The preamble to her Ramayanam is also a concrete source for establishing the time Molla was alive. Deducing from the names of poets to whom she paid tribute in her preamble, and the poets she had not mentioned, her time was determined as the end of 15th century. I am not sure if any other poet in the post-Molla period had made any references to her work. Andra Seshagiri Rao quoted one instance but he also expressed his doubts about the reference.
Her scholarship is undoubtedly of superior quality despite her modest claim that she had no formal education except the blessings from the local deity, Srikantha Malleesa. Her scholarship is evident in her command of diction, figures of speech, and quotes from the other famous kavyas and prabandhas. In her preamble, she stated that she was not knowledgeable in native diction, grammatical forms, poetic peculiarities, phrases, inner meanings, distinctiveness in expression, idiosyncrasies in kavya tradition, etc. and that she learned to write poetry through the blessings of the Lord Malleesa in Gopavaram. The fact that she was able to give us such a large list of the characteristics of scholarly works vouches for her scholarship. The statement that she was no scholar, as I see it, must have come from her modesty, a cultural characteristic in our country.
Additionally, she stated that if a work was filled with words that reader could not understand right away, it would be like a dialogue between persons of hearing and speech impaired. In other words, poetry should be intelligible to the reader as he reads along, and without referring to dictionaries and/or consulting scholars. According to Molla, poetry should be like honey on the tongue—one should feel it as soon as the it hits tongue.
Several critics have attested to her claim as valid. Her Ramayanam has been quoted as a work filled with native flavor, ease of diction and appealing to ordinary readers. For instance, she describes the city Saketapuram in terms of what it is and what it is not. I sought the help of Bhairavabhatla Kameswara Rao, ( Telugupadyam blogger) to interpret this poem. He pointed out that the author used double entendres, to explain what is and what is not. I am grateful to Kameswara Rao for his explanation. (the Telugu original is given at the end of this article.)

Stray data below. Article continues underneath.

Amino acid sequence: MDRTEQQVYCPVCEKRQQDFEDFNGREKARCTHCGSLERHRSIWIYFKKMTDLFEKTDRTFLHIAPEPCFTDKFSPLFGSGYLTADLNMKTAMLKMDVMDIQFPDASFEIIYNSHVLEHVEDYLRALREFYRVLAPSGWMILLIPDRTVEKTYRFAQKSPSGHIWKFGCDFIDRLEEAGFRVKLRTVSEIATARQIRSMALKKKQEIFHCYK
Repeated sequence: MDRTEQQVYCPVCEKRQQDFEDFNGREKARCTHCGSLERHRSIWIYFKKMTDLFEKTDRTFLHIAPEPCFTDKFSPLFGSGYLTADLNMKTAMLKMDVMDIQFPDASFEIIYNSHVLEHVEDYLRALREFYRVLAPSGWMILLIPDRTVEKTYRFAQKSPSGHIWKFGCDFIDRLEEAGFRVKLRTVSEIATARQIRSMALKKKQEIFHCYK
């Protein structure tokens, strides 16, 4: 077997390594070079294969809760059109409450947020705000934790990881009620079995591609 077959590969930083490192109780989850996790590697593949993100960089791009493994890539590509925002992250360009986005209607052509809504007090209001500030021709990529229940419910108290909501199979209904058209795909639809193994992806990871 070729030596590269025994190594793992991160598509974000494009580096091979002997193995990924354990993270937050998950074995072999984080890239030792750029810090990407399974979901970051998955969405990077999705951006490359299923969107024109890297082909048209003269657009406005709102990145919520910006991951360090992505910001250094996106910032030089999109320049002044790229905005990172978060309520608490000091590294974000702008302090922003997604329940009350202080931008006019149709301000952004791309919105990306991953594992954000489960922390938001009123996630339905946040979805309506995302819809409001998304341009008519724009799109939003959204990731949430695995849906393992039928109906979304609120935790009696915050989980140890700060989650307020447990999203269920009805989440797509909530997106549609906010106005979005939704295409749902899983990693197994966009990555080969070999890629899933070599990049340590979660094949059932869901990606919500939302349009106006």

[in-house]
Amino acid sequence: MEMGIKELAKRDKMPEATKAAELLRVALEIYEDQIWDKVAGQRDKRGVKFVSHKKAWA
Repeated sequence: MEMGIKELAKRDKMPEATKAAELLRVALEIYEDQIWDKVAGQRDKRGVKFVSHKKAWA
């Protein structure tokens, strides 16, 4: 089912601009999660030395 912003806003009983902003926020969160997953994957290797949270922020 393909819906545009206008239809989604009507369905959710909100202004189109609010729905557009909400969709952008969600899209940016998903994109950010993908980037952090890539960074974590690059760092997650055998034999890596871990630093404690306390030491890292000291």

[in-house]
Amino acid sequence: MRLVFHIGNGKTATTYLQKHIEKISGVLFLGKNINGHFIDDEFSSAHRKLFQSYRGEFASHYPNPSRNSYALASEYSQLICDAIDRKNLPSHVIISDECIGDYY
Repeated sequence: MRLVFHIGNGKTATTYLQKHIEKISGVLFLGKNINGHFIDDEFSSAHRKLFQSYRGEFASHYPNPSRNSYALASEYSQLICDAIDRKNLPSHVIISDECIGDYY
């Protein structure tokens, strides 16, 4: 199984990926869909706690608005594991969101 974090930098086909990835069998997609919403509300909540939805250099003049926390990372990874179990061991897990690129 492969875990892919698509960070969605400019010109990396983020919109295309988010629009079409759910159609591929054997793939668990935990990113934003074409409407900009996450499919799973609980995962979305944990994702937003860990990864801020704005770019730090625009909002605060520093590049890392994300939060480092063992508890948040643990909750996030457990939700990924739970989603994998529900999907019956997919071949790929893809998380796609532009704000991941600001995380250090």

The nagas in Saketapuram are magnificent elephants but not mean serpents;
The haris are the horses which returned from wars victoriously but not a gang of monkeys;
The syandanas are beautiful chariots, but not meager fountainheads;
The ganikas in Saketapuram are enlightened female entertainers, who could sing beautifull,y but not wild forest flowers;
The scholars are compassionate intellectuals with a sense of aesthetics, but not harsh, cruel demons;
Saketapuram is a city of superior order, which may be described by saying what it is not.
Molla’s poetry oozes with the native flavor of Telugu. We find metaphors like “Is this a bow or a mountain?” and people “ran into the side roads” (sandu gondulu) profusely through out the text.
One of the poems describing the beauty of the evening shows her keen sense of poetry in every day life. “The soft evening hue commingled with the onset of darkness parallels a view of rubies and blue stones set in the sky.”
A statement by a veteran research scholar, Arudra, summarizes Molla’s status in the history of Telugu literature. He comments, “While several Ramayanams written by male writers were lost in the folds of history, Molla Ramayanam remains popular even to this day.” (Samagra Andhra Sahityam, v. 2).
I have no knowledge of poetics, and barely enough to appreciate good poetry. However, I would not hesitate to admit I found this great work fascinating, as claimed by her in the avatarika.
Herein, I venture to note a few peculiarities that captivated my attention.